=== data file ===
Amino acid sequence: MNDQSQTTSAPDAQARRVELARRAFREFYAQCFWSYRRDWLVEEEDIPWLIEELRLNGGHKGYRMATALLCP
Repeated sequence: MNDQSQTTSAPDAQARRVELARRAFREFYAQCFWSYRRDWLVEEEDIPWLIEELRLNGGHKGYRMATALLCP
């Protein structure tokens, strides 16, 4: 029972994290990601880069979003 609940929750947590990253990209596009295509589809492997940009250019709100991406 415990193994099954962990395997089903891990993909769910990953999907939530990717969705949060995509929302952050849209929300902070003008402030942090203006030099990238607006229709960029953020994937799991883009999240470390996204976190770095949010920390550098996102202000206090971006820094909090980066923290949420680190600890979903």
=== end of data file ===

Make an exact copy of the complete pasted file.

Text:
Amino acid sequence: MNDQSQTTSAPDAQARRVELARRAFREFYAQCFWSYRRDWLVEEEDIPWLIEELRLNGGHKGYRMATALLCP
Repeated sequence: MNDQSQTTSAPDAQARRVELARRAFREFYAQCFWSYRRDWLVEEEDIPWLIEELRLNGGHKGYRMATALLCP
């Protein structure tokens, strides 16, 4: 029972994290990601880069979003 609940929750947590990253990209596009295509589809492997940009250019709100991406 415990193994099954962990395997089903891990993909769910990953999907939530990717969705949060995509929302952050849209929300902070003008402030942090203006030099990238607006229709960029953020994937799991883009999240470390996204976190770095949010920390550098996102202000206090971006820094909090980066923290949420680190600890979903």